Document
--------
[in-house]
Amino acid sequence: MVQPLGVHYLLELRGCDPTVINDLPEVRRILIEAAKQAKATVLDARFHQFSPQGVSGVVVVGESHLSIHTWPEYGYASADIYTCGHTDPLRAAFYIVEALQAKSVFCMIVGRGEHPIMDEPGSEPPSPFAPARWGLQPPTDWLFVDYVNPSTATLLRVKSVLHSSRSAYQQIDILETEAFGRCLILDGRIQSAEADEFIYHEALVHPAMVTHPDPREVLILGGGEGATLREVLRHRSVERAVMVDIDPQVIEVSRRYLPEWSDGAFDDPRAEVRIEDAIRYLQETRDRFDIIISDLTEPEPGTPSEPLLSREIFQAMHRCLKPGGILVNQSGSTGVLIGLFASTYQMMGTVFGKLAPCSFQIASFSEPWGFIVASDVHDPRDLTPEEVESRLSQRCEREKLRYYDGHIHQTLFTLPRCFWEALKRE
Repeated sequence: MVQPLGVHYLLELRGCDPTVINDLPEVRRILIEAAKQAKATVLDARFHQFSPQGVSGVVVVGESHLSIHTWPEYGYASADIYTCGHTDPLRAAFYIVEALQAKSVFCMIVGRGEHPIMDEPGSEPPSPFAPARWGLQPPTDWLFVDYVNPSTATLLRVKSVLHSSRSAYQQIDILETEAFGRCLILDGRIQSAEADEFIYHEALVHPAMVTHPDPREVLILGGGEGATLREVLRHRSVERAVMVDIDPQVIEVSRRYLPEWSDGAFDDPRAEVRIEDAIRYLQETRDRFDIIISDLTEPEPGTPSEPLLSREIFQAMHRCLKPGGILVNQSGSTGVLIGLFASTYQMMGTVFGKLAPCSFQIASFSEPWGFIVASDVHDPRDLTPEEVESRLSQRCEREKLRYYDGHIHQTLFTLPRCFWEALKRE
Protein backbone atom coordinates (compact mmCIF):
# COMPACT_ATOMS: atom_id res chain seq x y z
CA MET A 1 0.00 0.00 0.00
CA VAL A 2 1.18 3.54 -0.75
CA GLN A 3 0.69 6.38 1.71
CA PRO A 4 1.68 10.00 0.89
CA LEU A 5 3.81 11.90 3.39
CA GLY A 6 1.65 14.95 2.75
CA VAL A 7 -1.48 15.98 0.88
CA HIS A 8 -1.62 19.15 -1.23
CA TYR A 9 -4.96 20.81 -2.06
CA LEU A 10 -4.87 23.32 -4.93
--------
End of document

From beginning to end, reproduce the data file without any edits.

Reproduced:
[in-house]
Amino acid sequence: MVQPLGVHYLLELRGCDPTVINDLPEVRRILIEAAKQAKATVLDARFHQFSPQGVSGVVVVGESHLSIHTWPEYGYASADIYTCGHTDPLRAAFYIVEALQAKSVFCMIVGRGEHPIMDEPGSEPPSPFAPARWGLQPPTDWLFVDYVNPSTATLLRVKSVLHSSRSAYQQIDILETEAFGRCLILDGRIQSAEADEFIYHEALVHPAMVTHPDPREVLILGGGEGATLREVLRHRSVERAVMVDIDPQVIEVSRRYLPEWSDGAFDDPRAEVRIEDAIRYLQETRDRFDIIISDLTEPEPGTPSEPLLSREIFQAMHRCLKPGGILVNQSGSTGVLIGLFASTYQMMGTVFGKLAPCSFQIASFSEPWGFIVASDVHDPRDLTPEEVESRLSQRCEREKLRYYDGHIHQTLFTLPRCFWEALKRE
Repeated sequence: MVQPLGVHYLLELRGCDPTVINDLPEVRRILIEAAKQAKATVLDARFHQFSPQGVSGVVVVGESHLSIHTWPEYGYASADIYTCGHTDPLRAAFYIVEALQAKSVFCMIVGRGEHPIMDEPGSEPPSPFAPARWGLQPPTDWLFVDYVNPSTATLLRVKSVLHSSRSAYQQIDILETEAFGRCLILDGRIQSAEADEFIYHEALVHPAMVTHPDPREVLILGGGEGATLREVLRHRSVERAVMVDIDPQVIEVSRRYLPEWSDGAFDDPRAEVRIEDAIRYLQETRDRFDIIISDLTEPEPGTPSEPLLSREIFQAMHRCLKPGGILVNQSGSTGVLIGLFASTYQMMGTVFGKLAPCSFQIASFSEPWGFIVASDVHDPRDLTPEEVESRLSQRCEREKLRYYDGHIHQTLFTLPRCFWEALKRE
Protein backbone atom coordinates (compact mmCIF):
# COMPACT_ATOMS: atom_id res chain seq x y z
CA MET A 1 0.00 0.00 0.00
CA VAL A 2 1.18 3.54 -0.75
CA GLN A 3 0.69 6.38 1.71
CA PRO A 4 1.68 10.00 0.89
CA LEU A 5 3.81 11.90 3.39
CA GLY A 6 1.65 14.95 2.75
CA VAL A 7 -1.48 15.98 0.88
CA HIS A 8 -1.62 19.15 -1.23
CA TYR A 9 -4.96 20.81 -2.06
CA LEU A 10 -4.87 23.32 -4.93